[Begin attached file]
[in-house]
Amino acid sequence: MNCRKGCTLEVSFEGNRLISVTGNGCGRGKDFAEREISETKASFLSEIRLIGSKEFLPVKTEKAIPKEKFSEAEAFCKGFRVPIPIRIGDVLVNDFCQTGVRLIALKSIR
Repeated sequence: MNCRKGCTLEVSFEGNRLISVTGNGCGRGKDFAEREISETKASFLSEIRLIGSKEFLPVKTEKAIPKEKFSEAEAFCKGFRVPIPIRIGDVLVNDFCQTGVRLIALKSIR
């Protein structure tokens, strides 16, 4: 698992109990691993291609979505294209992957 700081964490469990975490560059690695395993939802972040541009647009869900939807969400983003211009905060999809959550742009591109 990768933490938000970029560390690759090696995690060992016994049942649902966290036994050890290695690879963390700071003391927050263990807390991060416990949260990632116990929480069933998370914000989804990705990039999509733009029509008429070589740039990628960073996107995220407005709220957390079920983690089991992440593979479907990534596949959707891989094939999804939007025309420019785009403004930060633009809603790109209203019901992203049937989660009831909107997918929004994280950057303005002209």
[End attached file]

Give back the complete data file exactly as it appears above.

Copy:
[in-house]
Amino acid sequence: MNCRKGCTLEVSFEGNRLISVTGNGCGRGKDFAEREISETKASFLSEIRLIGSKEFLPVKTEKAIPKEKFSEAEAFCKGFRVPIPIRIGDVLVNDFCQTGVRLIALKSIR
Repeated sequence: MNCRKGCTLEVSFEGNRLISVTGNGCGRGKDFAEREISETKASFLSEIRLIGSKEFLPVKTEKAIPKEKFSEAEAFCKGFRVPIPIRIGDVLVNDFCQTGVRLIALKSIR
């Protein structure tokens, strides 16, 4: 698992109990691993291609979505294209992957 700081964490469990975490560059690695395993939802972040541009647009869900939807969400983003211009905060999809959550742009591109 990768933490938000970029560390690759090696995690060992016994049942649902966290036994050890290695690879963390700071003391927050263990807390991060416990949260990632116990929480069933998370914000989804990705990039999509733009029509008429070589740039990628960073996107995220407005709220957390079920983690089991992440593979479907990534596949959707891989094939999804939007025309420019785009403004930060633009809603790109209203019901992203049937989660009831909107997918929004994280950057303005002209």